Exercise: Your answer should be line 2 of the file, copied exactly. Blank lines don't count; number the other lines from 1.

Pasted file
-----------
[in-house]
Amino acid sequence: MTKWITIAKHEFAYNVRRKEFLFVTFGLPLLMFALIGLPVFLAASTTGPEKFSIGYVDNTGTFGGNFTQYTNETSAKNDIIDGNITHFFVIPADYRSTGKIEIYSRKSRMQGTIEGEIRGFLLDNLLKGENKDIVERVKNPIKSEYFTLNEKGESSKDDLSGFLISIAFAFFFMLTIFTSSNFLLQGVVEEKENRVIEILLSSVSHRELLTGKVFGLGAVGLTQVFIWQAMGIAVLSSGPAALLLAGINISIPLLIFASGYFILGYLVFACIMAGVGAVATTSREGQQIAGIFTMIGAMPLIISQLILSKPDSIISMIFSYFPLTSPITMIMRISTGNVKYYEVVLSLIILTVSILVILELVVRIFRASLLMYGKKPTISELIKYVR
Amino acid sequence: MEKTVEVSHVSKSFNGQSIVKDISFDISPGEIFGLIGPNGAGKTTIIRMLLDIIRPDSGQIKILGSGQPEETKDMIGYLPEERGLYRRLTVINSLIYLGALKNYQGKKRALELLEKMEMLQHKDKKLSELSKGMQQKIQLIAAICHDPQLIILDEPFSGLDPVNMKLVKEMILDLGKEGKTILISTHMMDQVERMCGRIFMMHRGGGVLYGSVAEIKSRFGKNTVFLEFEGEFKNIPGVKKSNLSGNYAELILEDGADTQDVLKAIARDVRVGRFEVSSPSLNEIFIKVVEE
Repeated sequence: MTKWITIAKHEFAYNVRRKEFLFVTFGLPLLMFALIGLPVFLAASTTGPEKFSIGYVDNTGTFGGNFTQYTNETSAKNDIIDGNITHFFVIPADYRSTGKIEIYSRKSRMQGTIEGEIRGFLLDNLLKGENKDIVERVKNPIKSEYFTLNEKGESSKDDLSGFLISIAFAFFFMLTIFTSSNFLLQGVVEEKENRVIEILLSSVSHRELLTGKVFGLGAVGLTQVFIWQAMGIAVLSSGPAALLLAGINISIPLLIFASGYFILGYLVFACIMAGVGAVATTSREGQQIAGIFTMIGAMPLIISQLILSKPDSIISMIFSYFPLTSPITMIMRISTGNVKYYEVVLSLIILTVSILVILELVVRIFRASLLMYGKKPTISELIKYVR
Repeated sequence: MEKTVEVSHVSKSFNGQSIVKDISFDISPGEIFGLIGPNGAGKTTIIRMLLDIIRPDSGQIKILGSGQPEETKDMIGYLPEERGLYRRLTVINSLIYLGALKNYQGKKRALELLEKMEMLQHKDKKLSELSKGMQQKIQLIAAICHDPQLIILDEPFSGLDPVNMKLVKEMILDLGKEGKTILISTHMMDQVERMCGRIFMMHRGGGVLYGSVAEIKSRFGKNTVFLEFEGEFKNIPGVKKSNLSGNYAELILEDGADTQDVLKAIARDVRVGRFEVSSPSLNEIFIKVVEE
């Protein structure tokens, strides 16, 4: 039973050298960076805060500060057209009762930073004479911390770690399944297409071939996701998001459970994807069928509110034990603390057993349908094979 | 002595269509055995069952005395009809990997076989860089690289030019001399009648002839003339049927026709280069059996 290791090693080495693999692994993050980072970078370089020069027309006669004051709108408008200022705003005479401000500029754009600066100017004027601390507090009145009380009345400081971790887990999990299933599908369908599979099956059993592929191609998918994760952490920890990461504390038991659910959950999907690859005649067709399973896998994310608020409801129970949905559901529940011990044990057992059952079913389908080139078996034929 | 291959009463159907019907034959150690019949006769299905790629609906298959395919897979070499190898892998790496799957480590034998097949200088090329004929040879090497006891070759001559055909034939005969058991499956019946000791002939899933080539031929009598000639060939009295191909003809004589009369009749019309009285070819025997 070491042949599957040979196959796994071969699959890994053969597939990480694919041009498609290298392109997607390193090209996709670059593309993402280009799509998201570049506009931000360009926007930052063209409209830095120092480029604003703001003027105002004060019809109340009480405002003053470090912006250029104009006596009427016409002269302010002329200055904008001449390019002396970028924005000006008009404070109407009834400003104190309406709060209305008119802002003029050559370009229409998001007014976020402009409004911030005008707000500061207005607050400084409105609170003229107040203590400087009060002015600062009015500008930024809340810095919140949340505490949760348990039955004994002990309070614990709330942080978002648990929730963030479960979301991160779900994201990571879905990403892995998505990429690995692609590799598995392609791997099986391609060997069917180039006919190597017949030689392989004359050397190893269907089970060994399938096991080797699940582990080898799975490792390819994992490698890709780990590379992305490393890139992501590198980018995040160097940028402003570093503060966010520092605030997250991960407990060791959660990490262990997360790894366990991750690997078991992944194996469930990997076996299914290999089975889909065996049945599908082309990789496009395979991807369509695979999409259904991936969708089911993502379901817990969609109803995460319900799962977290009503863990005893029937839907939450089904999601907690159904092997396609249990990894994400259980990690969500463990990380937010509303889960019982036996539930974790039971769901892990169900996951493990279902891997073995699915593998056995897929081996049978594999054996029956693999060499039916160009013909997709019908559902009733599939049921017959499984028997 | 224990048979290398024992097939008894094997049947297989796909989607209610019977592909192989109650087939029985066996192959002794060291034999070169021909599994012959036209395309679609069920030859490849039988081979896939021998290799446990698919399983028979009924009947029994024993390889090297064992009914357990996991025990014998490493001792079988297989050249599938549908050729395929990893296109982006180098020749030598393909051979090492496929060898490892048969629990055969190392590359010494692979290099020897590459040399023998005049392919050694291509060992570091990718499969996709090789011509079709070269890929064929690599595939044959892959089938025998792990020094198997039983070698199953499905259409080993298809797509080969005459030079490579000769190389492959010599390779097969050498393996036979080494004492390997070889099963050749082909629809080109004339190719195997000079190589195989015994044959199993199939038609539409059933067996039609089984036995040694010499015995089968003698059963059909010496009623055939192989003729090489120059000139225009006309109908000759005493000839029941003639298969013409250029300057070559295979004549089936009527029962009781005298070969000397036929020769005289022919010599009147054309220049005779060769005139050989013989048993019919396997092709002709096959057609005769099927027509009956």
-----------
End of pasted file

Amino acid sequence: MTKWITIAKHEFAYNVRRKEFLFVTFGLPLLMFALIGLPVFLAASTTGPEKFSIGYVDNTGTFGGNFTQYTNETSAKNDIIDGNITHFFVIPADYRSTGKIEIYSRKSRMQGTIEGEIRGFLLDNLLKGENKDIVERVKNPIKSEYFTLNEKGESSKDDLSGFLISIAFAFFFMLTIFTSSNFLLQGVVEEKENRVIEILLSSVSHRELLTGKVFGLGAVGLTQVFIWQAMGIAVLSSGPAALLLAGINISIPLLIFASGYFILGYLVFACIMAGVGAVATTSREGQQIAGIFTMIGAMPLIISQLILSKPDSIISMIFSYFPLTSPITMIMRISTGNVKYYEVVLSLIILTVSILVILELVVRIFRASLLMYGKKPTISELIKYVR